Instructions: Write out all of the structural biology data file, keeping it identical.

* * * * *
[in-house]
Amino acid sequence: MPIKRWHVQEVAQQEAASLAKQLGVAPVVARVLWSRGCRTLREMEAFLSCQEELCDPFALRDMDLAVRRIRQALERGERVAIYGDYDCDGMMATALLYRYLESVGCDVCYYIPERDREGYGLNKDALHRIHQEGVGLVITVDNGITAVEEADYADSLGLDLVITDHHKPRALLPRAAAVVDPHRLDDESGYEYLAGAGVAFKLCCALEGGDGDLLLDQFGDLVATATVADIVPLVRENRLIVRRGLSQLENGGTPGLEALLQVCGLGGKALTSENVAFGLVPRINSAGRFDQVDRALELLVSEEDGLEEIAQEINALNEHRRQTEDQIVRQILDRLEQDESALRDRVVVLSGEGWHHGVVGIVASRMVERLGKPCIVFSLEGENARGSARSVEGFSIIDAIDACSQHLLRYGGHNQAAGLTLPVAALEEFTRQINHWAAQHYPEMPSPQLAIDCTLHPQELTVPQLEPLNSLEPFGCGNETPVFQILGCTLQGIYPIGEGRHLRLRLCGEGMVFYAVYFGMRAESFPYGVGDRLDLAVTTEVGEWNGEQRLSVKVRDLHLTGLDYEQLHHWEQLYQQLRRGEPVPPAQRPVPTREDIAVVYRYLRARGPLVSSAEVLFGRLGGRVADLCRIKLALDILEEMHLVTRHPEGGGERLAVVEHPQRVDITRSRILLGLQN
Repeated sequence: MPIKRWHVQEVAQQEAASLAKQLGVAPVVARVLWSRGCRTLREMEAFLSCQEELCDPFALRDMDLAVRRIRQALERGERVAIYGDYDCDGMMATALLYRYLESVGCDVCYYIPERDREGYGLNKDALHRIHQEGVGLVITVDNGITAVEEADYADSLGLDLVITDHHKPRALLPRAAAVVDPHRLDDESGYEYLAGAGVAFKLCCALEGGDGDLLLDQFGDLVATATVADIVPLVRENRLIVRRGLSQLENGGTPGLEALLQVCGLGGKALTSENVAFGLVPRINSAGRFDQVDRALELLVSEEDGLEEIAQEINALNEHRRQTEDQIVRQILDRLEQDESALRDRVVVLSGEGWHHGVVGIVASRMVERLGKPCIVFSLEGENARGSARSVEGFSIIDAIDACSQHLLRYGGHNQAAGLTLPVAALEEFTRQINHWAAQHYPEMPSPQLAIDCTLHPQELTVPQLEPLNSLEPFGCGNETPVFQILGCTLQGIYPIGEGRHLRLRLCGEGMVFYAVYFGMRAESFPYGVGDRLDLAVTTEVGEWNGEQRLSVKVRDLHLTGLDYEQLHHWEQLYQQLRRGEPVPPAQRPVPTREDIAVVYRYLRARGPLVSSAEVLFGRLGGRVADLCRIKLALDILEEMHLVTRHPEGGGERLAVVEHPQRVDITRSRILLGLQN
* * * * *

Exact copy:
[in-house]
Amino acid sequence: MPIKRWHVQEVAQQEAASLAKQLGVAPVVARVLWSRGCRTLREMEAFLSCQEELCDPFALRDMDLAVRRIRQALERGERVAIYGDYDCDGMMATALLYRYLESVGCDVCYYIPERDREGYGLNKDALHRIHQEGVGLVITVDNGITAVEEADYADSLGLDLVITDHHKPRALLPRAAAVVDPHRLDDESGYEYLAGAGVAFKLCCALEGGDGDLLLDQFGDLVATATVADIVPLVRENRLIVRRGLSQLENGGTPGLEALLQVCGLGGKALTSENVAFGLVPRINSAGRFDQVDRALELLVSEEDGLEEIAQEINALNEHRRQTEDQIVRQILDRLEQDESALRDRVVVLSGEGWHHGVVGIVASRMVERLGKPCIVFSLEGENARGSARSVEGFSIIDAIDACSQHLLRYGGHNQAAGLTLPVAALEEFTRQINHWAAQHYPEMPSPQLAIDCTLHPQELTVPQLEPLNSLEPFGCGNETPVFQILGCTLQGIYPIGEGRHLRLRLCGEGMVFYAVYFGMRAESFPYGVGDRLDLAVTTEVGEWNGEQRLSVKVRDLHLTGLDYEQLHHWEQLYQQLRRGEPVPPAQRPVPTREDIAVVYRYLRARGPLVSSAEVLFGRLGGRVADLCRIKLALDILEEMHLVTRHPEGGGERLAVVEHPQRVDITRSRILLGLQN
Repeated sequence: MPIKRWHVQEVAQQEAASLAKQLGVAPVVARVLWSRGCRTLREMEAFLSCQEELCDPFALRDMDLAVRRIRQALERGERVAIYGDYDCDGMMATALLYRYLESVGCDVCYYIPERDREGYGLNKDALHRIHQEGVGLVITVDNGITAVEEADYADSLGLDLVITDHHKPRALLPRAAAVVDPHRLDDESGYEYLAGAGVAFKLCCALEGGDGDLLLDQFGDLVATATVADIVPLVRENRLIVRRGLSQLENGGTPGLEALLQVCGLGGKALTSENVAFGLVPRINSAGRFDQVDRALELLVSEEDGLEEIAQEINALNEHRRQTEDQIVRQILDRLEQDESALRDRVVVLSGEGWHHGVVGIVASRMVERLGKPCIVFSLEGENARGSARSVEGFSIIDAIDACSQHLLRYGGHNQAAGLTLPVAALEEFTRQINHWAAQHYPEMPSPQLAIDCTLHPQELTVPQLEPLNSLEPFGCGNETPVFQILGCTLQGIYPIGEGRHLRLRLCGEGMVFYAVYFGMRAESFPYGVGDRLDLAVTTEVGEWNGEQRLSVKVRDLHLTGLDYEQLHHWEQLYQQLRRGEPVPPAQRPVPTREDIAVVYRYLRARGPLVSSAEVLFGRLGGRVADLCRIKLALDILEEMHLVTRHPEGGGERLAVVEHPQRVDITRSRILLGLQN